What guidance exists for veterinary practices that manage the care of household animals that reside with a person with COVID-19?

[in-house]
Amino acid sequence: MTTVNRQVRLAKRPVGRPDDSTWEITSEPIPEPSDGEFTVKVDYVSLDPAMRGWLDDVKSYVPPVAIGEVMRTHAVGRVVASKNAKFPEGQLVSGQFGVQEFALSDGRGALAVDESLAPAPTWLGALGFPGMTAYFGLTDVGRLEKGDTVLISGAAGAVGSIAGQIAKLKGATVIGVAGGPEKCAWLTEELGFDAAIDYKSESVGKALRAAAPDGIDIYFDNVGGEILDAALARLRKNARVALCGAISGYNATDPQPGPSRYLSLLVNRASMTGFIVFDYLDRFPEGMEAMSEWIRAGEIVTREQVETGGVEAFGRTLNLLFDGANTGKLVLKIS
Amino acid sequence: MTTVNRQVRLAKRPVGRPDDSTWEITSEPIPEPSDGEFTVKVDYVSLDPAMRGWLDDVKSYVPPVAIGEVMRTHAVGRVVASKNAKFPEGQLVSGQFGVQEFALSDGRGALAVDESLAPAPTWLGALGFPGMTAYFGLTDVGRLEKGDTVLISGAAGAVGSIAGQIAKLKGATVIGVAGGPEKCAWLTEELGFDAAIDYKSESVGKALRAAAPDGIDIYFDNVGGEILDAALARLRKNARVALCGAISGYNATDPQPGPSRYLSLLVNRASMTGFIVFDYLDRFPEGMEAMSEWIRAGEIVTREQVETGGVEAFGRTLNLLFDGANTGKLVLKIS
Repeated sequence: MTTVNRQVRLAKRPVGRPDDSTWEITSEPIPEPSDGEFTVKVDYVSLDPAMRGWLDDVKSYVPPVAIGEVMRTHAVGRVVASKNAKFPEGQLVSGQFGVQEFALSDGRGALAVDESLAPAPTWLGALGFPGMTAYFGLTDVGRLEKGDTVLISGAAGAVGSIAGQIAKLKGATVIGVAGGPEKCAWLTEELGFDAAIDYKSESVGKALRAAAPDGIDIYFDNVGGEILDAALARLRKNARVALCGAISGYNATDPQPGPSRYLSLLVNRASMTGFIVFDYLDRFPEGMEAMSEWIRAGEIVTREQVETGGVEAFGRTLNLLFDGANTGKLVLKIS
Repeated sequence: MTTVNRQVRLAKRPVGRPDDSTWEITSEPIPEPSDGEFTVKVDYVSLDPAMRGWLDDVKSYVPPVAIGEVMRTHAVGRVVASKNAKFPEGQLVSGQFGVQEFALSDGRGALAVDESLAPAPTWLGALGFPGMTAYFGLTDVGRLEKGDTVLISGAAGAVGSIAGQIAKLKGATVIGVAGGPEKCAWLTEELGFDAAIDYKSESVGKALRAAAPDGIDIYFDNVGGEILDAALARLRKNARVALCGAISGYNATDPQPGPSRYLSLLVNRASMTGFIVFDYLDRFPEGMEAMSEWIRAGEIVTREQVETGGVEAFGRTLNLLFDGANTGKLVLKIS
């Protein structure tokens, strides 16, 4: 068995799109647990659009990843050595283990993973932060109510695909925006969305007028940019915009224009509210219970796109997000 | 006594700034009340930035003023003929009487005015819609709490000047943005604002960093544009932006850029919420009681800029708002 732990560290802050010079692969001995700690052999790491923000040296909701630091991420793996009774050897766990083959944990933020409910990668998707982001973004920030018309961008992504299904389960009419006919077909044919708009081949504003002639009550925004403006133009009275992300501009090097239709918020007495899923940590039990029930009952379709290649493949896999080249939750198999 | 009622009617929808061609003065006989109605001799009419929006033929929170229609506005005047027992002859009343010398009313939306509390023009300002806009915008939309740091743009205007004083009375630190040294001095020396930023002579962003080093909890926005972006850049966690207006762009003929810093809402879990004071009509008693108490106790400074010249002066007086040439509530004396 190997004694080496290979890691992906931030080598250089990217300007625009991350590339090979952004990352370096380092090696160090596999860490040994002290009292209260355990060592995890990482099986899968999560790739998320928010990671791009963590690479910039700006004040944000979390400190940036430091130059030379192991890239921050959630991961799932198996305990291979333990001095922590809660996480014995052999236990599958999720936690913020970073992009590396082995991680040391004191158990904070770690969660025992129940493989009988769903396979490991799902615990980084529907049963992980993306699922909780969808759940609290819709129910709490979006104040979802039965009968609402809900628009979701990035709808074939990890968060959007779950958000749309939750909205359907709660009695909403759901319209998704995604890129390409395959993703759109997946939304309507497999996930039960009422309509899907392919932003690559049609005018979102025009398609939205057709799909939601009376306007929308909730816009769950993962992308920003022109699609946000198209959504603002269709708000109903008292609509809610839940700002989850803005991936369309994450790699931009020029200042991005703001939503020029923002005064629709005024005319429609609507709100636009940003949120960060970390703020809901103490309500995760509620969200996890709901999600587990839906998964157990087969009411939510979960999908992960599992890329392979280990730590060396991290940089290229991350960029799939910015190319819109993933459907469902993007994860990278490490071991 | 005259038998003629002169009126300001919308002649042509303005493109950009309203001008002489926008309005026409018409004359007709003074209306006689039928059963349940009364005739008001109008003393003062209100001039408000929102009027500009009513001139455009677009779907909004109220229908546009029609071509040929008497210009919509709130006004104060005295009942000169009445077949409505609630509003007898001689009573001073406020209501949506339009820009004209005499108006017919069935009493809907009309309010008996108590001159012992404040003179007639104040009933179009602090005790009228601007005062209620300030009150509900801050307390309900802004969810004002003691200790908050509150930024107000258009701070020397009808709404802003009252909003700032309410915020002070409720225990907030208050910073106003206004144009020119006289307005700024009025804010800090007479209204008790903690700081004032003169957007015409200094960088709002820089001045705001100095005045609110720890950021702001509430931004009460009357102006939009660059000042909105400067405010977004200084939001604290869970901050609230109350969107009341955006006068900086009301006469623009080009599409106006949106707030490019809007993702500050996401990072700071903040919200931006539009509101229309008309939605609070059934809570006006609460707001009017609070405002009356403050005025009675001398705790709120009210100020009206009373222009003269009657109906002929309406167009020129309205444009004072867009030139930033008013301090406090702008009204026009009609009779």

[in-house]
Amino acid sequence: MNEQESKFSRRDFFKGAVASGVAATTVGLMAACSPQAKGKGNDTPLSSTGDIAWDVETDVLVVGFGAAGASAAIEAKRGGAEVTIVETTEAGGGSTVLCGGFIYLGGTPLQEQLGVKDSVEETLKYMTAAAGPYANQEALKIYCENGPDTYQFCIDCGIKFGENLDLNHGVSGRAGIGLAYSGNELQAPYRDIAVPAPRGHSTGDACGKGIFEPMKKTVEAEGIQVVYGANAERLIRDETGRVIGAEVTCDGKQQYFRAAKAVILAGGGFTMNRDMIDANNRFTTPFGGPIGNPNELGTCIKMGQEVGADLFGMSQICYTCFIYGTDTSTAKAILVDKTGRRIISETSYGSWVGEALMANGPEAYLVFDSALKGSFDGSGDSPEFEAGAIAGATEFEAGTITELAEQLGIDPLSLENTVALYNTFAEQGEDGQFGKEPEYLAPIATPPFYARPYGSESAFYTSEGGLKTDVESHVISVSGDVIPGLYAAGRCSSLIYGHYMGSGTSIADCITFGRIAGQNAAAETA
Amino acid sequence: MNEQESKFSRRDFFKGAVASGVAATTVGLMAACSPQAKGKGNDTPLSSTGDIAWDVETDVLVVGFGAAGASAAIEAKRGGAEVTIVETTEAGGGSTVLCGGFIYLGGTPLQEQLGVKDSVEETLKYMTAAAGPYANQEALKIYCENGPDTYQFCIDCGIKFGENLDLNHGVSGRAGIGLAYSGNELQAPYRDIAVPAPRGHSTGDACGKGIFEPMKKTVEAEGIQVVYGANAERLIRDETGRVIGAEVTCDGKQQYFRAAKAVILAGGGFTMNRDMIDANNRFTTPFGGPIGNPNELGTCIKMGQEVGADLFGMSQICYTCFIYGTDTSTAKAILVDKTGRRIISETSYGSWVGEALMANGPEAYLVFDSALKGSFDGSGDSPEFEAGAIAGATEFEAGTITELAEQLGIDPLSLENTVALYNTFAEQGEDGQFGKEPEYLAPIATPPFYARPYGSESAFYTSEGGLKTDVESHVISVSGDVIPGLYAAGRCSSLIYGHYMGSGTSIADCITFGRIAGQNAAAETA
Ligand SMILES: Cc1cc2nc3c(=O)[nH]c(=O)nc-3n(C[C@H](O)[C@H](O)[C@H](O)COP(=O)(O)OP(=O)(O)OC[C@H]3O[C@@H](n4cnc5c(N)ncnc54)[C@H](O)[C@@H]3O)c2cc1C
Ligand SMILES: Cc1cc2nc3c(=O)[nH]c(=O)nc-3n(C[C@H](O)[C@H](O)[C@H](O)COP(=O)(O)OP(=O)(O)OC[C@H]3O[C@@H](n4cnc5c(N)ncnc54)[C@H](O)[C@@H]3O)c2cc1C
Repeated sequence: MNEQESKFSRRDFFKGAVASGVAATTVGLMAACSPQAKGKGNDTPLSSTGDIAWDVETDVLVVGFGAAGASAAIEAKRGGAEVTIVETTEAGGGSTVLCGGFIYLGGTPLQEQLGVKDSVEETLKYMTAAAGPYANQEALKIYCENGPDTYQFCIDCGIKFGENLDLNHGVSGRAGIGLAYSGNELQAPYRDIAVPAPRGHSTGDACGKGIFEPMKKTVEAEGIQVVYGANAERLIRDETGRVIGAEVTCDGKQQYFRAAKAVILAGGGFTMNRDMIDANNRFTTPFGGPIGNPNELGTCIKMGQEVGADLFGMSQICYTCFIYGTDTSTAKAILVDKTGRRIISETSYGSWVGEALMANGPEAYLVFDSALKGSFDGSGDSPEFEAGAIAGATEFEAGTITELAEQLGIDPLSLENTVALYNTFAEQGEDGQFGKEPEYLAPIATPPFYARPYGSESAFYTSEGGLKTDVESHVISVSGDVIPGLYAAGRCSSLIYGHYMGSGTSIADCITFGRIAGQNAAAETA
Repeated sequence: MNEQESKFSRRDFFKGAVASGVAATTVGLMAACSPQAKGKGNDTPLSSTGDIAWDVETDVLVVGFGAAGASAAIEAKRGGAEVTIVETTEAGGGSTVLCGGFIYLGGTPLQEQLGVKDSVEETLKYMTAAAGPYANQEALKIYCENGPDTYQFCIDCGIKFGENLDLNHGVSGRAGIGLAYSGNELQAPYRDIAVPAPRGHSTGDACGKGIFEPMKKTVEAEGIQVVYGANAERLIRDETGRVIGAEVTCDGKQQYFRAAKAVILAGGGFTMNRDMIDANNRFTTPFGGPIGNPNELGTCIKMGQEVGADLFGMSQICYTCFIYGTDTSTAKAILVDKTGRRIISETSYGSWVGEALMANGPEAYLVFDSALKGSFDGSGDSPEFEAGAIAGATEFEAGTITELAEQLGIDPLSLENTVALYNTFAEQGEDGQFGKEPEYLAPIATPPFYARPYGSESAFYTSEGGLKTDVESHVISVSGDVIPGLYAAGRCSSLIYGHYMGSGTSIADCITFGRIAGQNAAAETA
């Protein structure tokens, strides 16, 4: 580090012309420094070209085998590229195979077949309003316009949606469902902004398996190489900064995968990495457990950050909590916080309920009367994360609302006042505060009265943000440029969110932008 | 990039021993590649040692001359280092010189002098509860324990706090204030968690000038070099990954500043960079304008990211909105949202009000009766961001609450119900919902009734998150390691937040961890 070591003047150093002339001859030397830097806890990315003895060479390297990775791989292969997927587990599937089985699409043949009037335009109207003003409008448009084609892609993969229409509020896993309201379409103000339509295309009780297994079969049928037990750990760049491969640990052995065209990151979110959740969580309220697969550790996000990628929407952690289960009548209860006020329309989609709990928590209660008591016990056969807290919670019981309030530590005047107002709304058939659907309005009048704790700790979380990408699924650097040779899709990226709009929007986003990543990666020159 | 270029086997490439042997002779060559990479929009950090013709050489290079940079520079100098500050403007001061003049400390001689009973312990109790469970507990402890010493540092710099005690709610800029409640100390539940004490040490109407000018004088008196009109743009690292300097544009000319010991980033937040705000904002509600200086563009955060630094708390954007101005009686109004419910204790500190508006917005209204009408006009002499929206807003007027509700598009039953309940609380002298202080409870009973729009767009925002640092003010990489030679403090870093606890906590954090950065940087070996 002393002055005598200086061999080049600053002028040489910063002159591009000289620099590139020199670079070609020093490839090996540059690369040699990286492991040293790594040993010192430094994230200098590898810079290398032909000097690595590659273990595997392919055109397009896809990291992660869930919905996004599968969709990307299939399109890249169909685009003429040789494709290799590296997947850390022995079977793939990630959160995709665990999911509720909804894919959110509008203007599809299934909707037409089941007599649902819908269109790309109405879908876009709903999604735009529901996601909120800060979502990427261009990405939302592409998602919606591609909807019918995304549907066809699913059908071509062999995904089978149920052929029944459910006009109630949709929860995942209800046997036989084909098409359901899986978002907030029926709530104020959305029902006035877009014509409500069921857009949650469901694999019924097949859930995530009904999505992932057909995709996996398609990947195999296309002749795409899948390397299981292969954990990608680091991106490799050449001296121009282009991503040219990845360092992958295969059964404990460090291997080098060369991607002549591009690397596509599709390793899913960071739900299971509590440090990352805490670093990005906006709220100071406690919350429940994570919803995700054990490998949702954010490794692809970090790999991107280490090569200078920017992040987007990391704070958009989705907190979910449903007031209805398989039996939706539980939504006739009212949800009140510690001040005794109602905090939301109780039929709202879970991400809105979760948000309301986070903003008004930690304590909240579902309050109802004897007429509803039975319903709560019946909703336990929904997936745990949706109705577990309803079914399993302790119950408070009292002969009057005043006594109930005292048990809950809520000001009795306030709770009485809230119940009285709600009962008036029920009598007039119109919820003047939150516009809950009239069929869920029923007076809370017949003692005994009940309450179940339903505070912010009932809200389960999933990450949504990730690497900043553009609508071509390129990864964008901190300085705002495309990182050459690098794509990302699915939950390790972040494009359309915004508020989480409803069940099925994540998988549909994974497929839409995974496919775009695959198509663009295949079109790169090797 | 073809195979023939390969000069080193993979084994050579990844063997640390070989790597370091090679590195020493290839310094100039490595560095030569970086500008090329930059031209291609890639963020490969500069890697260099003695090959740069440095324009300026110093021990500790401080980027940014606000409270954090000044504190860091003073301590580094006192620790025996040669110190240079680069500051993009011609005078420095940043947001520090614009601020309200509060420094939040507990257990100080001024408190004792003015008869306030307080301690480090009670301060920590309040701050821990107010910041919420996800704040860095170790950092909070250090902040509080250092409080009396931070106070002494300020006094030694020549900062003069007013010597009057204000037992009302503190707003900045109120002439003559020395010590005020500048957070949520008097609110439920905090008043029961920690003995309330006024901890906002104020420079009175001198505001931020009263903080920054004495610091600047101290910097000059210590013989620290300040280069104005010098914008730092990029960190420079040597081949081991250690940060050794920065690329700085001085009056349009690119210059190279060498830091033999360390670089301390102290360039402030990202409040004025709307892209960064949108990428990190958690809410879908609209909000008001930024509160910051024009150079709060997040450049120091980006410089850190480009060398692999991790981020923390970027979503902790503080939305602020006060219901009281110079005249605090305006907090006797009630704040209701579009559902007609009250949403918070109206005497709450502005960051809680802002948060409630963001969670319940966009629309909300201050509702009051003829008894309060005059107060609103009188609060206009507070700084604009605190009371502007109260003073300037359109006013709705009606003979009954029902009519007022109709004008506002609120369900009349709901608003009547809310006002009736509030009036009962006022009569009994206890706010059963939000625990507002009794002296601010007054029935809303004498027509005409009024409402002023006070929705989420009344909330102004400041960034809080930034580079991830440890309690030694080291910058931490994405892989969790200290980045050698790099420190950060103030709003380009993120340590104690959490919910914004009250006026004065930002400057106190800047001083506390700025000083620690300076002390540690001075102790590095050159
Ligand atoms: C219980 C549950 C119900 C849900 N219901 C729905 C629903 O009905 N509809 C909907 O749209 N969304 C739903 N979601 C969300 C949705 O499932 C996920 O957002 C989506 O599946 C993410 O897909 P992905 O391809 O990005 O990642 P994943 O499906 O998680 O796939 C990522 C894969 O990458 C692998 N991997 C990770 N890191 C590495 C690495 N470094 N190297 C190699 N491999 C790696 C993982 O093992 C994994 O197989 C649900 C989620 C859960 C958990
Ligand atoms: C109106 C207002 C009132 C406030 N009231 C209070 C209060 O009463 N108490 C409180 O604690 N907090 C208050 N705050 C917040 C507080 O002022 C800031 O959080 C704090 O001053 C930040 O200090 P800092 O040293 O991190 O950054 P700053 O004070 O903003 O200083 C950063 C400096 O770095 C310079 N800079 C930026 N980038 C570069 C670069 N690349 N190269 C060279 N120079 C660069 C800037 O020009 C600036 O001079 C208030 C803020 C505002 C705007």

In addition to other prevention measures, people with COVID-19 should be advised to limit interaction with household animals. Specifically, while a person infected with COVID-19 is symptomatic, they should maintain separation from household animals as they would with other household members, and avoid direct contact with pets, including petting, snuggling, being kissed or licked, sleeping in the same location, and sharing food. If possible, a household member should be designated to care for pets in the home and should follow standard handwashing practices before and after interacting with the household animal. If a person with COVID-19 must care for pets, they should ensure they wash their hands before and after caring for pets. If an owner is sick with COVID-19, a family member or friend from outside the household may bring the animal to a veterinary hospital or clinic. Telemedicine may also be appropriate to provide consultation with a veterinarian if the owner is a COVID-19 case and is unable to find an alternative caretaker to bring the pet to the hospital.